Ring Nebula

M576720Ring nebula in Lyra
The Ring Nebula (also catalogued as Messier 57, M57 or NGC 6720) is a planetary nebula in the northern constellation of Lyra.wikipedia
70 Related Articles

Planetary nebula

planetary nebulaeplanetarycentral stars of planetary nebulae
The Ring Nebula (also catalogued as Messier 57, M57 or NGC 6720) is a planetary nebula in the northern constellation of Lyra.
The first usage may have occurred during the 1780s with the English astronomer William Herschel who described these nebulae as resembling planets; however, as early as January 1779, the French astronomer Antoine Darquier de Pellepoix described in his observations of the Ring Nebula, "very dim but perfectly outlined; it is as large as Jupiter and resembles a fading planet".

Lyra

Lyramong the starsConstellation of Orpheus
The Ring Nebula (also catalogued as Messier 57, M57 or NGC 6720) is a planetary nebula in the northern constellation of Lyra.
Lyra also hosts the Ring Nebula, the second-discovered and best-known planetary nebula.

Friedrich von Hahn

In 1800, German Count Friedrich von Hahn announced that he had discovered the faint central star at the heart of the nebula a few years earlier.
In 1800, he discovered the central star in M57, the Ring Nebula in the constellation Lyra.

Antoine Darquier de Pellepoix

Antoine DarquierDarquier
Messier's report of his independent discovery of Comet Bode reached fellow French astronomer Antoine Darquier de Pellepoix two weeks later, who then independently rediscovered the nebula while following the comet.
He has usually been credited with the discovery of the Ring Nebula in 1779, but in fact he independently rediscovered it upon reading a report of Charles Messier regarding Messier's own observations of Comet Bode.

Messier object

MessierMessier CatalogueList of Messier objects

Constellation

constellationsEuropean constellationModern constellation
The Ring Nebula (also catalogued as Messier 57, M57 or NGC 6720) is a planetary nebula in the northern constellation of Lyra.

Interstellar medium

interstellar gasinterstellar matterinterstellar
Such objects are formed when a shell of ionized gas is expelled into the surrounding interstellar medium by a star at in the last stages of its evolution before becoming a white dwarf.

Stellar evolution

evolvedevolvingevolution
Such objects are formed when a shell of ionized gas is expelled into the surrounding interstellar medium by a star at in the last stages of its evolution before becoming a white dwarf.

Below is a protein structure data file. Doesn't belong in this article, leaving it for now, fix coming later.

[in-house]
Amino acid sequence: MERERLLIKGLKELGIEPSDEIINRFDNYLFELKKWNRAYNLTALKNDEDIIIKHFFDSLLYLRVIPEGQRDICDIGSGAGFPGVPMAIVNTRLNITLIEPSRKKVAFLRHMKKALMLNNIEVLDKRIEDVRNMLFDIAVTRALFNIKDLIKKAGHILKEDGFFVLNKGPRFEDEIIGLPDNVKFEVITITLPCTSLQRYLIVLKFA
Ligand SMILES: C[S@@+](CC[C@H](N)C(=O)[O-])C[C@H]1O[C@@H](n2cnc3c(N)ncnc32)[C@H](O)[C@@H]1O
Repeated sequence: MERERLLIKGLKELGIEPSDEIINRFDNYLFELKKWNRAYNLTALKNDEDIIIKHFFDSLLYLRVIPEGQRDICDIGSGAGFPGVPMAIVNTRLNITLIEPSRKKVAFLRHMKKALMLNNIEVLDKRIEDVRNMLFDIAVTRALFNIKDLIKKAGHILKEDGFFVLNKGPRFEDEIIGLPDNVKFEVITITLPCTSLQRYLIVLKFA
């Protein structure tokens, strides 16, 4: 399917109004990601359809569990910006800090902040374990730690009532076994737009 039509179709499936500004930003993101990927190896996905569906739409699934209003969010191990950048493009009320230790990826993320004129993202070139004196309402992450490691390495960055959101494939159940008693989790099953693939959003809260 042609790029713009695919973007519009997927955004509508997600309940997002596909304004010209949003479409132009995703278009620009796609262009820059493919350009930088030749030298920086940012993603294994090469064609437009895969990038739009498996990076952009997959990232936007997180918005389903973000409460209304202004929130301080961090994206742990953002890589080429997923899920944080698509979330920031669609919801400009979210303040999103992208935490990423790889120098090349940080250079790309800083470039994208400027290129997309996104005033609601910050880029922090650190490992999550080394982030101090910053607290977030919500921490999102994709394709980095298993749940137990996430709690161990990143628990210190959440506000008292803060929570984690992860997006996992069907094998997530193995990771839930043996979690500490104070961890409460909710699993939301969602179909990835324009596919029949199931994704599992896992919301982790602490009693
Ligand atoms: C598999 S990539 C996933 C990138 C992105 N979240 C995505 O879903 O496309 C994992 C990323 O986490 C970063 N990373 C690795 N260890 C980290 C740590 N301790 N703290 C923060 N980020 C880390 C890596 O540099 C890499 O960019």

White dwarf

white dwarfswhite dwarf starcentral star
Such objects are formed when a shell of ionized gas is expelled into the surrounding interstellar medium by a star at in the last stages of its evolution before becoming a white dwarf.

Charles Messier

MessierC/1785 A1C/1780 U2
This nebula was discovered by the French astronomer Charles Messier while searching for comets in late January 1779.

Comet

cometslong-period cometJupiter-family comet
This nebula was discovered by the French astronomer Charles Messier while searching for comets in late January 1779.

Johann Elert Bode

Johann BodeBodeComet Bode
Messier's report of his independent discovery of Comet Bode reached fellow French astronomer Antoine Darquier de Pellepoix two weeks later, who then independently rediscovered the nebula while following the comet.

William Herschel

HerschelSir William HerschelWilliam
Messier and German-born astronomer William Herschel speculated that the nebula was formed by multiple faint stars that were unresolvable with his telescope.

Amateur astronomy

amateur astronomeramateur astronomersstargazing
In 1864, English amateur astronomer William Huggins examined the spectra of multiple nebulae, discovering that some of these objects, including M57, displayed the spectra of bright emission lines characteristic of fluorescing glowing gases. The nebula lies about 40% of the distance from Beta to Gamma Lyrae, making it an easy target for amateur astronomers to find.

William Huggins

Sir William HugginsHugginsHuggins, Sir William
In 1864, English amateur astronomer William Huggins examined the spectra of multiple nebulae, discovering that some of these objects, including M57, displayed the spectra of bright emission lines characteristic of fluorescing glowing gases.

Spectral line

emission lineabsorption linelines
In 1864, English amateur astronomer William Huggins examined the spectra of multiple nebulae, discovering that some of these objects, including M57, displayed the spectra of bright emission lines characteristic of fluorescing glowing gases.

Vega

Alpha Lyrae2828Botercadent
Messier 57 is located south of the bright star Vega, which forms the northwestern vertex of the Summer Triangle asterism.

Summer Triangle

Chinese constellationsthird star forms a symbolic bridge
Messier 57 is located south of the bright star Vega, which forms the northwestern vertex of the Summer Triangle asterism.

Beta Lyrae

β Lyrβ LyraeSheliak
The nebula lies about 40% of the distance from Beta to Gamma Lyrae, making it an easy target for amateur astronomers to find.

Gamma Lyrae

γ LyrSulafatGamma
The nebula lies about 40% of the distance from Beta to Gamma Lyrae, making it an easy target for amateur astronomers to find.

Aperture

aperture stopapertureslens aperture
It is best observed using a telescope with an aperture of at least 20 cm, but even a 7.5 cm telescope will reveal its elliptical ring shape.

Earth

Earth's surfaceterrestrialworld
M57 is 0.787 kpc from Earth.

Apparent magnitude

apparent visual magnitudemagnitudevisual magnitude
It has a visual magnitude of 8.8 and photographic magnitude of 9.7.